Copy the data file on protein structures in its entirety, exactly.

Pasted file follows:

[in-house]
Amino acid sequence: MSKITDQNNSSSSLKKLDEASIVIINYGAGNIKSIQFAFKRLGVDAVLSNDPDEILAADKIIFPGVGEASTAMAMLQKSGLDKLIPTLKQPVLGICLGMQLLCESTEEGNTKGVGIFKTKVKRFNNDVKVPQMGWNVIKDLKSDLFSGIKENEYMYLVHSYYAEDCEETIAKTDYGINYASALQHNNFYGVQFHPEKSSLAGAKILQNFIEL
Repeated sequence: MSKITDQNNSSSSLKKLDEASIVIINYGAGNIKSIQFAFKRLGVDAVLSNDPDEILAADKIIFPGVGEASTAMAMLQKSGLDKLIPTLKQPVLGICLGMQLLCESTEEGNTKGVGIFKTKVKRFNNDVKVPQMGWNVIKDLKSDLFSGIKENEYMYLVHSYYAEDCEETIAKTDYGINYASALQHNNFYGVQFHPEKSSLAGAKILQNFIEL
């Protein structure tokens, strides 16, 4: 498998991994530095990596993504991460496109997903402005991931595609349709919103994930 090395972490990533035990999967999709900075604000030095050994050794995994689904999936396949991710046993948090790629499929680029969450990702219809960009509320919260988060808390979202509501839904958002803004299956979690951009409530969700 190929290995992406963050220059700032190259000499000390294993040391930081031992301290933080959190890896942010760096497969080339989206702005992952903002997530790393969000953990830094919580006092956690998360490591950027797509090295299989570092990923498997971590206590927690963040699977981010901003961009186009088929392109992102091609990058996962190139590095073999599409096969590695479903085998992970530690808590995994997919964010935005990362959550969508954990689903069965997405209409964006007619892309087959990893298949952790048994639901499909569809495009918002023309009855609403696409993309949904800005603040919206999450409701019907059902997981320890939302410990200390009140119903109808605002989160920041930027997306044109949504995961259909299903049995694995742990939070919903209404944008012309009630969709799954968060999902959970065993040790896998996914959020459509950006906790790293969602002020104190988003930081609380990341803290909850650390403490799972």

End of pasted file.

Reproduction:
[in-house]
Amino acid sequence: MSKITDQNNSSSSLKKLDEASIVIINYGAGNIKSIQFAFKRLGVDAVLSNDPDEILAADKIIFPGVGEASTAMAMLQKSGLDKLIPTLKQPVLGICLGMQLLCESTEEGNTKGVGIFKTKVKRFNNDVKVPQMGWNVIKDLKSDLFSGIKENEYMYLVHSYYAEDCEETIAKTDYGINYASALQHNNFYGVQFHPEKSSLAGAKILQNFIEL
Repeated sequence: MSKITDQNNSSSSLKKLDEASIVIINYGAGNIKSIQFAFKRLGVDAVLSNDPDEILAADKIIFPGVGEASTAMAMLQKSGLDKLIPTLKQPVLGICLGMQLLCESTEEGNTKGVGIFKTKVKRFNNDVKVPQMGWNVIKDLKSDLFSGIKENEYMYLVHSYYAEDCEETIAKTDYGINYASALQHNNFYGVQFHPEKSSLAGAKILQNFIEL
């Protein structure tokens, strides 16, 4: 498998991994530095990596993504991460496109997903402005991931595609349709919103994930 090395972490990533035990999967999709900075604000030095050994050794995994689904999936396949991710046993948090790629499929680029969450990702219809960009509320919260988060808390979202509501839904958002803004299956979690951009409530969700 190929290995992406963050220059700032190259000499000390294993040391930081031992301290933080959190890896942010760096497969080339989206702005992952903002997530790393969000953990830094919580006092956690998360490591950027797509090295299989570092990923498997971590206590927690963040699977981010901003961009186009088929392109992102091609990058996962190139590095073999599409096969590695479903085998992970530690808590995994997919964010935005990362959550969508954990689903069965997405209409964006007619892309087959990893298949952790048994639901499909569809495009918002023309009855609403696409993309949904800005603040919206999450409701019907059902997981320890939302410990200390009140119903109808605002989160920041930027997306044109949504995961259909299903049995694995742990939070919903209404944008012309009630969709799954968060999902959970065993040790896998996914959020459509950006906790790293969602002020104190988003930081609380990341803290909850650390403490799972």